A modern blasphemy law: Denmark may criminalize burning holy books in public spaces
Freedom of expression is meaningless if harmless forms of it are punished
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Denmark is considering a law that would make it a crime to desecrate holy books in public, a decision that would violate the principles of free speech in order to coddle religious zealots.
It comes in response to a series of protests and deliberate provocations in countries (including neighboring Sweden) that have smaller Muslim populations, but the outrage in Muslim-majority countries has had tangible consequences, including terroristic threats that threaten Sweden’s entry into NATO.
After a small group of Danish nationalists filmed themselves burning what they said was a Quran late last month, hundreds of Iraqi protesters tried to storm Denmark’s embassy in Baghdad before security forces dispersed them. On Sunday, the Iranian authorities summoned Danish and Swedish diplomats to chastise them over another series of desecrations in both countries.
Foreign Minister Lars Lokke Rasmussen told reporters that there had been more than 170 demonstrations, including some with Quran burnings, in front of the embassies of Muslim-majority countries and elsewhere in Denmark over the past month. The protests, which are generally small, often denounce Islam and Muslim immigration.
Now Denmark is seeing pressure to take action in some meaningful way in order to avoid further “diplomatic fallout.”
On Friday, Denmark proposed its version of a modern blasphemy law. Anyone found guilt of burning a holy book in a public space could be fined or sentenced for up to two years in prison (depending on how often they do it).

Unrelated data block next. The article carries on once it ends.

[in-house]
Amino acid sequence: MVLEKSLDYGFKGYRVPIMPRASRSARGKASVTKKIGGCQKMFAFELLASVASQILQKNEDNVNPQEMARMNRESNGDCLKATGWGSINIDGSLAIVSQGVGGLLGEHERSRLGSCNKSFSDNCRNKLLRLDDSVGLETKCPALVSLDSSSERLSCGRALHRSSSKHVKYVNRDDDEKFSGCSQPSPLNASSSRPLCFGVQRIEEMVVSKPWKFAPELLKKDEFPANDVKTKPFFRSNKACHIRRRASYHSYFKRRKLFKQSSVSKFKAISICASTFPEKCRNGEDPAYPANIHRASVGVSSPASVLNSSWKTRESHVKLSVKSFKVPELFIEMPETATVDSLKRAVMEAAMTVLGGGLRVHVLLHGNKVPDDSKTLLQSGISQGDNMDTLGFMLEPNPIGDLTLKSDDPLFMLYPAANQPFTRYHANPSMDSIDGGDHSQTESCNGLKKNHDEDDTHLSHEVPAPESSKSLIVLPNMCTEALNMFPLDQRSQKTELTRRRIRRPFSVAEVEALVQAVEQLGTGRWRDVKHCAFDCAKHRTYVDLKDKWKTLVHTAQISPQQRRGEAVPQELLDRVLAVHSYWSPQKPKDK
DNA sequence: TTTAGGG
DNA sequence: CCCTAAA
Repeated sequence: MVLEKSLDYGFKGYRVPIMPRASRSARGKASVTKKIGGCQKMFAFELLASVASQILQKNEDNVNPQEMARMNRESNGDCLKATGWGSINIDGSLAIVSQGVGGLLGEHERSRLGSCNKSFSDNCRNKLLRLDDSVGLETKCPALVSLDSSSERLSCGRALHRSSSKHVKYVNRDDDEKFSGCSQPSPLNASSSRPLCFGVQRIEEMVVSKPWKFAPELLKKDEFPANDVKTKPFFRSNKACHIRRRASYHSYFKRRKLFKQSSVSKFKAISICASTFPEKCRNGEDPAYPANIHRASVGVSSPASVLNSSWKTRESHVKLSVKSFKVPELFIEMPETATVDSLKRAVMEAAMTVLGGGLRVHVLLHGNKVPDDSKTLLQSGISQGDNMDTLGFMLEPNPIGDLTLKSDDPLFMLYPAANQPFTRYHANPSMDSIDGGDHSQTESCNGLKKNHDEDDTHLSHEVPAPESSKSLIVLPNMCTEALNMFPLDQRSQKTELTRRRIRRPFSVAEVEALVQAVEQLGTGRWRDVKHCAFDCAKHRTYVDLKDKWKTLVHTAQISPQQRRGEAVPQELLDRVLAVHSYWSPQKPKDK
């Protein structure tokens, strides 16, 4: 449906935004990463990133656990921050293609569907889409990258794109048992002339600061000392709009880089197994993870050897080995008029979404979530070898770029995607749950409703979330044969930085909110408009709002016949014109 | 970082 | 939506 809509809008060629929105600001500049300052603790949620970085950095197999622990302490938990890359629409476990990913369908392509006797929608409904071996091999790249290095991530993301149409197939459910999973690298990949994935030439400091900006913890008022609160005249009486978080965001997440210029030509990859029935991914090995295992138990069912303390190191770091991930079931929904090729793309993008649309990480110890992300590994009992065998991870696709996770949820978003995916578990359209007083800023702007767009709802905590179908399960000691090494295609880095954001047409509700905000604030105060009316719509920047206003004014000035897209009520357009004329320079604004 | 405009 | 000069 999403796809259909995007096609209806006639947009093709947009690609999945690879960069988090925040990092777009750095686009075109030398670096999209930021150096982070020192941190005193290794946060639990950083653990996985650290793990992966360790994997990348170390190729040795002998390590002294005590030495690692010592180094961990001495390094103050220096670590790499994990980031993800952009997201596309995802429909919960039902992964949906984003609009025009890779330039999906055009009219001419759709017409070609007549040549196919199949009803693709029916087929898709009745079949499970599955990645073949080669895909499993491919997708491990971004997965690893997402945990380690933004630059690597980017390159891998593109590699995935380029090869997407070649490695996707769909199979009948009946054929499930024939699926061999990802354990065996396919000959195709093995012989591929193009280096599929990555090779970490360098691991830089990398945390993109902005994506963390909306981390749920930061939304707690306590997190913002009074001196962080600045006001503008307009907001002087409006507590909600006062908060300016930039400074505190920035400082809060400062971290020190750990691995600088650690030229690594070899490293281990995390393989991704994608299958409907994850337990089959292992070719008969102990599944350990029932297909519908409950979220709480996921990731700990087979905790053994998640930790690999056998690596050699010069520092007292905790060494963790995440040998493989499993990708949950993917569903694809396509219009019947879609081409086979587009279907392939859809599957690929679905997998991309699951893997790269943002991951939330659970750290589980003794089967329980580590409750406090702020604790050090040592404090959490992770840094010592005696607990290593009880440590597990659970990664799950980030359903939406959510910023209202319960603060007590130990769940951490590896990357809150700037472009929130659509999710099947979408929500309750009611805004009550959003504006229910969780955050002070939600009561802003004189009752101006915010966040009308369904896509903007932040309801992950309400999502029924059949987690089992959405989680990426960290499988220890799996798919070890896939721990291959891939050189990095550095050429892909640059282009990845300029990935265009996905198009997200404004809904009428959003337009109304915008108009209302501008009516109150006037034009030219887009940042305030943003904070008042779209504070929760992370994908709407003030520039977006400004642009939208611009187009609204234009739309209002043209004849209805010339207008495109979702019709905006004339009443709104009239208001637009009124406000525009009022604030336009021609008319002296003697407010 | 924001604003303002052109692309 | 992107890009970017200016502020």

Peter Hummelgaard, the justice minister, explained that the proposed law is intended to be written into the same regulation that currently bans the desecration of other countries’ flags.
The Danish law would prohibit the “improper treatment of objects of significant religious significance to a religious community”, he said.
He added that the protests were “senseless taunts that have no other purpose than to create discord and hatred.”
That may have been true for many of the recent protests. But it’s not like that’s the only reason people may want to burn holy books. And yet those people would be swept under the same rug. The new law could punish well-intentioned free speech proponents as much as anti-Islamic protesters. (By the way, punishing the desecration of other countries’ flags is also a bad idea for the same reasons; there’s no nuance permitted in the law based on intent.)
Another high-ranking politician offered this defense of the proposed law:
"It is a cornerstone of our democracy that you have the right to express yourself," said Deputy Prime Minister Jakob Ellemann-Jensen. "You also have to behave properly."
No, you do not.
Behavior is in the eye of the beholder. (There’s a reason the phrase “good trouble” has entered the vernacular.) Free expression means nothing if certain forms of free expression (that are non-violent and symbolic and don’t put anyone in direct danger) are forbidden.
Anyone who, publicly or with the intention of spreading it in a wider circle, is guilty of improper treatment of an object with significant religious significance for a religious community or an object that appears as such, is punished with a fine or imprisonment for up to 2 years.
In theory, that means publicly burning a blank book with no writing inside, while merely saying it’s the Bible or Qur’an, could also land you in prison if you do it repeatedly.
Burning an actual hijab or Sikh turban, however, would be fine because the law doesn’t apply to clothing.